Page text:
“Philadelphia is known as a city of firsts that have helped to shape American history,” said Lieutenant Governor of Pennsylvania Austin Davis. “I am honored to celebrate another important milestone as we reflect on the remarkable contributions of Marian Anderson to the City of Philadelphia, the Commonwealth of Pennsylvania, the nation, and the world. Her legacy and impact are immeasurable, and I applaud the Philadelphia Orchestra and Ensemble Arts team for recognizing her in this most meaningful way.”

“I am deeply moved by The Philadelphia Orchestra and Ensemble Arts's decision to rename its concert hall after the legendary Marian Anderson,” said Mayor of Philadelphia Cherelle Parker. “This is a testament to Ms. Anderson's enduring legacy, the values she stood for, and her remarkable contributions to music and the civil rights movement here in Philadelphia and the world. May Marian Anderson Hall and every performance that happens there be a constant reminder of the power of art to inspire and unite us all!”

"I am delighted that The Philadelphia Orchestra and Ensemble Arts are honoring Aunt Marian with the first major American concert hall in her name,” said Ginette DePreist. “This is a wonderful moment for her family, and for all those who love and admire her. To have this permanent celebration of her artistry, achievements, and positive, inclusive message in the middle of her hometown is deeply moving and encouraging."

As part of the rededication, The Philadelphia Orchestra is partnering with the UNCF (United Negro College Fund) on the creation of a Marian Anderson endowed scholarship, to be awarded each year to two Black students from the Philadelphia region studying the performing arts or pursuing a career in performing arts administration at schools throughout the country.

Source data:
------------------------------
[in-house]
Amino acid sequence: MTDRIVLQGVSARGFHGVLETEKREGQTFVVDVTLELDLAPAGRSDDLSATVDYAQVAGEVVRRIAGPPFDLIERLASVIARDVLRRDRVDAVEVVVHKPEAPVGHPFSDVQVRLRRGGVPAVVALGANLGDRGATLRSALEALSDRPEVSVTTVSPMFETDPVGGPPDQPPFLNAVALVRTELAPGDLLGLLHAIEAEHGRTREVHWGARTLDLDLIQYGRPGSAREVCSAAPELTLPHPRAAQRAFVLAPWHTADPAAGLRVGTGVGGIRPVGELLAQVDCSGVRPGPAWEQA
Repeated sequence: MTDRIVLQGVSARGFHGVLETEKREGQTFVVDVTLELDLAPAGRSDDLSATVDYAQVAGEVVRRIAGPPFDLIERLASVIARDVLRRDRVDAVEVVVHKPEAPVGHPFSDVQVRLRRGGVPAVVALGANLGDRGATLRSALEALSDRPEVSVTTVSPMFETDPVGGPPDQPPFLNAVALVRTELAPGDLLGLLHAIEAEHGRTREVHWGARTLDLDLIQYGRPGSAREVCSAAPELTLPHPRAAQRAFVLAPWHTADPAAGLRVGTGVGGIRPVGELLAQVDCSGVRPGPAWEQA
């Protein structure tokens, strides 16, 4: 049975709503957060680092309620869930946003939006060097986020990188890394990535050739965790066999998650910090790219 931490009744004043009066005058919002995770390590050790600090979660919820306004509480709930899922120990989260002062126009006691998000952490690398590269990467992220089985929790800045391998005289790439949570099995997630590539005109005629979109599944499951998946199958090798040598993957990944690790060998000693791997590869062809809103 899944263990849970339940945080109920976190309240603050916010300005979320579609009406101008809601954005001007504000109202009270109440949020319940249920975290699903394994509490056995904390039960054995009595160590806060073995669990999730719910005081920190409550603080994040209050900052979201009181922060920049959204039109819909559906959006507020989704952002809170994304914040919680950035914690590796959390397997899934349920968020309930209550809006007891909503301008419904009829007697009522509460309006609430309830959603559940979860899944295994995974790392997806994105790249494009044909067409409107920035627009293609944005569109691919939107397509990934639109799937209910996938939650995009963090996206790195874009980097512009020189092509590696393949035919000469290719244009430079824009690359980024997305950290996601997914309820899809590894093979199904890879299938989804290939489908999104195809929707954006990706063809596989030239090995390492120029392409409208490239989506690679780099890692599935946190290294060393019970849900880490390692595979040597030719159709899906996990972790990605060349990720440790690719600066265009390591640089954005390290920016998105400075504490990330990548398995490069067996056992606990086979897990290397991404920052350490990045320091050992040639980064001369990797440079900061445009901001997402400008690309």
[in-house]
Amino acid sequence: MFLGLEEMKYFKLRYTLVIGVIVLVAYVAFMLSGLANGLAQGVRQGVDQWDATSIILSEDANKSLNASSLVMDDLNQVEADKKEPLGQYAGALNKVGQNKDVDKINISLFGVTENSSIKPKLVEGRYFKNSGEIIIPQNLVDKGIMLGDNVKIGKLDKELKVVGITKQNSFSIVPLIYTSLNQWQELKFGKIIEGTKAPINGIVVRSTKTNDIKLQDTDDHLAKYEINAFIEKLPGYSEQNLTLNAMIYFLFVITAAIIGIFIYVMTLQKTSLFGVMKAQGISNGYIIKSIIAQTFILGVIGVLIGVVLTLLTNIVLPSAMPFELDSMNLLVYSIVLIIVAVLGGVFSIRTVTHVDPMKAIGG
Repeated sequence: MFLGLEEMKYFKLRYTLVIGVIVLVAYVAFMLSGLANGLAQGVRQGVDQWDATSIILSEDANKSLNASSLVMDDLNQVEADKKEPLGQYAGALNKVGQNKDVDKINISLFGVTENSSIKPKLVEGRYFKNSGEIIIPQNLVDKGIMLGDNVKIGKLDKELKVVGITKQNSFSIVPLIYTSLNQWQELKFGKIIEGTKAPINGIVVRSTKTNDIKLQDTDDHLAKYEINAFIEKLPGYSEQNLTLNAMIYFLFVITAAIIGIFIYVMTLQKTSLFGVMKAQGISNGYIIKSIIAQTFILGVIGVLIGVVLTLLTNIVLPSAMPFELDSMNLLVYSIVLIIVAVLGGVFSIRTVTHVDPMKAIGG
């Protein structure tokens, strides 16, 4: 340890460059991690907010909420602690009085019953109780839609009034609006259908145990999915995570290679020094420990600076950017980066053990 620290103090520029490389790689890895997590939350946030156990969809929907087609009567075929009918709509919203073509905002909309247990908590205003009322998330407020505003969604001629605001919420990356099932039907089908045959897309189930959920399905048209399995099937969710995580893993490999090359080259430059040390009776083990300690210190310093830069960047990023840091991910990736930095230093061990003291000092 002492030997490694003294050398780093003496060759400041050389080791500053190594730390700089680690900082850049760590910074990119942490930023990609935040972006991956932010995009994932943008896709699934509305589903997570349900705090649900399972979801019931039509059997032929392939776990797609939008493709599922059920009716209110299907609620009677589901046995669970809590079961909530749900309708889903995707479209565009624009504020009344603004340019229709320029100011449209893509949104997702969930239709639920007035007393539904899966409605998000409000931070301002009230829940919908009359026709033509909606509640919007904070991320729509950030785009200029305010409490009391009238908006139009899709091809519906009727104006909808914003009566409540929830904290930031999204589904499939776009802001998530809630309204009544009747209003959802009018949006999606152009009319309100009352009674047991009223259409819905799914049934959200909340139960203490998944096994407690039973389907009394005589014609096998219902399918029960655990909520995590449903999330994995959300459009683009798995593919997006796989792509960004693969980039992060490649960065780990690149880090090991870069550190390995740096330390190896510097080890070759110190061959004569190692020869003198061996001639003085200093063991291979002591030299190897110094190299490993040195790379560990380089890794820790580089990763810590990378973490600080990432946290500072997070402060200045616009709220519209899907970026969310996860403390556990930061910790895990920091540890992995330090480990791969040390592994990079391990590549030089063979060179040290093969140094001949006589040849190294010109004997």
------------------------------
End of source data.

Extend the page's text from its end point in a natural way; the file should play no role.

“I am particularly honored to be part of this amazing partnership between The Philadelphia Orchestra and UNCF,” said Richard Lee Snow, regional development director, UNCF Mid-Atlantic region. “While UNCF has helped over 500,000 students get to and through school since its founding 80 years ago, to be able to assist students under the banner of one of this country’s greatest citizens is the perfect way to celebrate our historic year. UNCF Philadelphia is privileged to have such an outstanding partner that shares its vision of helping students with their educational aspirations. This scholarship will certainly make a difference in the lives of students.” 

Born in Philadelphia on February 27, 1897, Marian Anderson was an acclaimed contralto who performed a wide range of music, from opera to spirituals, with renowned orchestras in major concert and recital venues throughout the United States and Europe between 1925 and 1965. Over 20 years, between 1937 and 1957, she sang 12 times with The Philadelphia Orchestra. After her retirement from singing in 1965, she joined the Orchestra to narrate Aaron Copland’s A Lincoln Portrait several times at the Saratoga Performing Arts Center in Saratoga Springs, New York, and at the Robin Hood Dell in Philadelphia, the last time in 1976, with the composer conducting. An important figure in the struggle for Black artists to overcome racial prejudice, Anderson was denied the opportunity to sing at Constitution Hall in Washington, DC, in 1939. She then performed a historic open-air concert on Easter Sunday, April 9, 1939, on the steps of the Lincoln Memorial, singing before a crowd of more than 75,000 people and a radio audience in the millions. On January 7, 1955, she became the first Black singer to perform a lead role at the Metropolitan Opera. She served as a delegate to the United Nations Human Rights Committee and as a Goodwill Ambassador for the United States Department of State, giving concerts around the world. Anderson received the first Presidential Medal of Freedom in 1963, the Congressional Gold Medal in 1977, the Kennedy Center Honors in 1978, the National Medal of Arts in 1986, and a GRAMMY Lifetime Achievement Award in 1991.